Aristotle on the sources of the ethical life / Sylvia Berryman
- Berryman, Sylvia
- Oxford : Oxford University Press, 2019.
- First edition.
- Physical Description:
- 1 online resource
- Oxford Aristotle studies
Oxford scholarship online
- Machine generated contents note: 1.Introduction -- 2.Aristotle in the Ethic Wars -- The Uses of History -- Refinements and Responses -- Some Take-Home Lessons, and Two Research Questions -- 3.Nature and the Sources of Normativity -- The Complacency Charge -- Metaethics in the Fifth and Fourth Centuries bce -- ... And Plato, of Course -- The Explanatory Hypothesis and the Natural Good -- Does the Natural Good Extend beyond Species Development? -- 4.Is Aristotle an Archimedean Naturalist? -- An Embarrassment of Riches: The Ethical Treatises -- The Place of Ethics within the Hierarchy of Sciences -- The Human Ergon -- The Developmental Story -- Natural Virtues, Natural Justice -- 5.Naturalism in Aristotle's Politics -- The Politics and Aristotelian Natural Philosophy -- Evidence for a Naturalist Reading: Hierarchies -- Evidence for a Naturalist Reading: The Polis -- Aristotle as a Social Scientist -- 6.The Case against a Naturalist Reading -- The Non-Instrumental Value of the Virtues -- The Missing Blueprint and the Non-Deductive Nature of Practical Reason -- `No Deliberation About Ends' -- Aristotle and Contemporary Particularism -- The Story So Far -- 7.Aristotle's Metaethics -- The Rejection of Metaphysical Abstractions -- Human Agency as the Source of Normativity: Eudemian Ethics 2.6 -- The Primacy of Action -- The `Guise of the Good' -- The Formal Reading -- 8.The Practical Good -- Two Kinds of Value -- Bootstrapping as an Argument Form -- Socratic Bootstrapping -- Finding the Phronimos -- Conclusion.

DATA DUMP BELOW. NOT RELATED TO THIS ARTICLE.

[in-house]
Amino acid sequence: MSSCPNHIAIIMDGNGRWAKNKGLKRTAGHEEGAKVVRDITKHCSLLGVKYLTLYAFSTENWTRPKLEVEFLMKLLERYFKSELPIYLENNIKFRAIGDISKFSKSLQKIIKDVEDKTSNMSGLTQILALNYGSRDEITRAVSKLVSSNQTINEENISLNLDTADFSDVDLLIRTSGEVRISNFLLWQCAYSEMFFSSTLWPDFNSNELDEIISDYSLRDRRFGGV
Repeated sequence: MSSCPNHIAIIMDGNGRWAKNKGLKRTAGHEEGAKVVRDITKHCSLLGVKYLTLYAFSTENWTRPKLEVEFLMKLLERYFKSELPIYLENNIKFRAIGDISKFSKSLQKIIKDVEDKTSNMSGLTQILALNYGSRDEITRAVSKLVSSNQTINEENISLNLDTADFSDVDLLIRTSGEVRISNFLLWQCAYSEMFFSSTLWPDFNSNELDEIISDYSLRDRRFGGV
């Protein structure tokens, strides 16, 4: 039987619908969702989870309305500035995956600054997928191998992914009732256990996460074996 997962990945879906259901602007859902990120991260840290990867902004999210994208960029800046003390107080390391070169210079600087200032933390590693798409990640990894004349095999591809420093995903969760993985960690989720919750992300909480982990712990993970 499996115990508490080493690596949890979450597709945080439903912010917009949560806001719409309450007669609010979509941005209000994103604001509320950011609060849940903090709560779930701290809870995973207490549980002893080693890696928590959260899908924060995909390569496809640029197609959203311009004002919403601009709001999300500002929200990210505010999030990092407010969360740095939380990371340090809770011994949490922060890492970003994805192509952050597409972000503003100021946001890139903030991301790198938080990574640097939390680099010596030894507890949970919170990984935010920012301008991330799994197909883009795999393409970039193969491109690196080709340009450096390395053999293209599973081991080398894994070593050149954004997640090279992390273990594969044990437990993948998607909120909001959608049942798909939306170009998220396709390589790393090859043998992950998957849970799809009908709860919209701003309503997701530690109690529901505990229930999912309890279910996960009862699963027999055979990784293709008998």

- 'Aristotle on the Sources of the Ethical Life' challenges the common belief that Aristotle's ethics is founded on an appeal to human nature, an appeal that is thought to be intended to provide both substantive ethical advice and justification for the demands of ethics. Sylvia Berryman argues that this is not Aristotle's intent, while resisting the view that Aristotle was blind to questions of the source or justification of his ethical views. She interprets Aristotle's views as a 'middle way' between the metaphysical grounding offered by Platonists, and the scepticism or subjectivist alternatives articulated by others. The commitments implicit in the nature of action figure prominently in this account: Aristotle reinterprets Socrates' famous paradox that no-one does evil willingly, taking it to mean that a commitment to pursuing the good is implicit in the very nature of action.
- 9780191876561 (ebook)
- Audience Notes:
- This edition previously issued in print: 2019.
- Bibliography Note:
- Includes bibliographical references and index.
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